Home Daily News Roundup IAB Tech Lab Enters The Sandbox; The Google Trial Behind Closed Doors

IAB Tech Lab Enters The Sandbox; The Google Trial Behind Closed Doors

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Comic: The Privacy Sandbox Naming Committee

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A Line In The Sandbox

The Chrome Privacy Sandbox was hyperactive when it launched in 2019. (Remember the sudden appearance of all those bird names?) That was back when the deadline to remove third-party cookies was Q2 2022.

But in 2021, Google Chrome said the deadline would be delayed by one year. The deadline was then pushed yet again in 2022. Now Chrome third-party cookies are scheduled to shuffle off this mortal coil in the second half of 2024. 

Which is to say that it’s hard to maintain enthusiasm for post-cookie experimentation when the finish line keeps moving out of sight.

The IAB Tech Lab is on it, though, with news of the creation of a Privacy Sandbox Task Force that will test and tinker with the Chrome APIs and report results back to the industry. 

“Given their worldwide market share of approximately 65%, understanding the shifts brought about by Chrome’s Privacy Sandbox development is crucial,” says IAB Tech Lab CEO Tony Katsur in a release

The Privacy Sandbox working group is open to all members, whereas the AI group is just board members. (And, in other news, the Tech Lab also created a new artificial intelligence subcommittee.)

Secrets, Secrets Are So Fun

A running question during the Justice Department’s antitrust case against Google has been what testimony should or shouldn’t happen behind closed doors.

The issue is whether it’s fair to let certain witnesses testify in open court.

Already, for instance, public testimony has revealed that Google execs raise search auction prices for advertisers to meet Google’s own arbitrary Wall Street revenue goals. We’ve also seen the lengths to which Google will go to prevent search competitors from gaining a foothold.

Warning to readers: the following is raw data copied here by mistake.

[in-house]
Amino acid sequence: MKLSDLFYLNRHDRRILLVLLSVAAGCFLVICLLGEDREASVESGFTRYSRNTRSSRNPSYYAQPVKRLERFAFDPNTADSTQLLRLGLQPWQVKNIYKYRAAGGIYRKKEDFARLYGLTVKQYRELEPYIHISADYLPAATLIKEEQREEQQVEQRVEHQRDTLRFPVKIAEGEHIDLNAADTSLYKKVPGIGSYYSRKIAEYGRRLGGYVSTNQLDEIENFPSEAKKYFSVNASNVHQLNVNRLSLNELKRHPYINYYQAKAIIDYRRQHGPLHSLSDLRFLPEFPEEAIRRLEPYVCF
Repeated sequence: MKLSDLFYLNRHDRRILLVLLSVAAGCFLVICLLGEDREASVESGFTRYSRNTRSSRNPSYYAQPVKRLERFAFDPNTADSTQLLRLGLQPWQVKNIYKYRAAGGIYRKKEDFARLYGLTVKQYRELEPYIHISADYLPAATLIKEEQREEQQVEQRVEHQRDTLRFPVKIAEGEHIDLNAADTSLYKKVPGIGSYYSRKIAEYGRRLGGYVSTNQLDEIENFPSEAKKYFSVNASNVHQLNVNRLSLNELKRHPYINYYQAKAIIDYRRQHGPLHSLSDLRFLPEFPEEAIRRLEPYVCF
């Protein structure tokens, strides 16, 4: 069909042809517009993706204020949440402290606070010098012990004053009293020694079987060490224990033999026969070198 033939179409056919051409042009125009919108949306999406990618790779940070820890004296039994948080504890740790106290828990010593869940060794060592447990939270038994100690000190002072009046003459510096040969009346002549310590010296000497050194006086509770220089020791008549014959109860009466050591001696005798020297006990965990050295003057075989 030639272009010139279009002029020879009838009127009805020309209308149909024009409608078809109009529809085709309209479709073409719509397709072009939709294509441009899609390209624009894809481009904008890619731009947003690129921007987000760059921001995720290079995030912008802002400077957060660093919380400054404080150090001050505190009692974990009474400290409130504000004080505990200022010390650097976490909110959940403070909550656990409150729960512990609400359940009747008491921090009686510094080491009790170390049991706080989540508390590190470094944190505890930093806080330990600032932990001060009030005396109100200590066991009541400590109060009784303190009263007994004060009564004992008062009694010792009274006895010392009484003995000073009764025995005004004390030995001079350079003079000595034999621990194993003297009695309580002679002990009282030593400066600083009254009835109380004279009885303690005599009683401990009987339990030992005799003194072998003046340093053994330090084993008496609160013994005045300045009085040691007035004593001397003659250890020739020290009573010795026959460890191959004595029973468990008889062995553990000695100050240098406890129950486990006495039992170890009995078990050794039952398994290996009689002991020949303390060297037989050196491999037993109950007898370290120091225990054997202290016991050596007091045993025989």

And the latest disclosure is a doozy. Microsoft actually considered taking a multibillion-dollar loss in 2016 to make Bing the default for Safari in order to better compete with Google, Bloomberg reports.

And these are the public sessions. 

“I am not anyone that understands the industry and the markets in the way that you do,” Judge Amit Mehta said during the trial. “And so I take seriously when companies are telling me that if this gets disclosed, it’s going to cause competitive harm.”

But what if the competitive harm isn’t about secret or proprietary information – and Google is just ashamed of its practices being disclosed?

More Than A Cosmetic Change

Two years ago, cosmetics brand Lush announced it would no longer advertise on Facebook, Instagram, TikTok or Amazon. Since then, the brand has upped the ante, saying it’ll rid its media plan of Google, Apple and Microsoft by 2026, The Drum reports. 

Ditching the Big Tech platforms can actually (and counterintuitively) help marketers discover new opportunities they wouldn’t have thought of otherwise.

For example, Lush has been able to get its name and mission in front of potential customers by relying on collaborations with top brands rather than data-driven reach online. 

And by ditching the data-first, algorithmic ad platforms, Lush has left behind the data-driven mentality.

“We definitely are not looking at data insights,” according to Chief Brand Officer Annabelle Baker.

Lush doesn’t select potential partners based on target demographics or by dissecting audience IDs, Baker says. And for Lush, this works.

For instance, it’s unlikely that the data would have pointed Lush to collaborate with SpongeBob SquarePants. It’s not like young children buy much makeup or high-end bath products. But Lush tied the partnership to an ocean conservation initiative and the collab ended up being a major sales driver.

But Wait, There’s More!

Why Spotify is growing its CTV business. [Ad Age]

Jeff Bezos vs. Lina Khan: This is Big Tech’s real cage match. [NYT]

What’s weird, worthless and compelling from the FTC’s antitrust suit against Amazon. [Stratechery – free]

Norway asks the EU to enlarge fines against Meta for user privacy violations in other European jurisdictions. [Reuters]

Snapchat releases “Snapchat Agency Adventure,” a jokey game about working at an agency, as it tries to, uhhh … work more closely with agencies. [Digiday]

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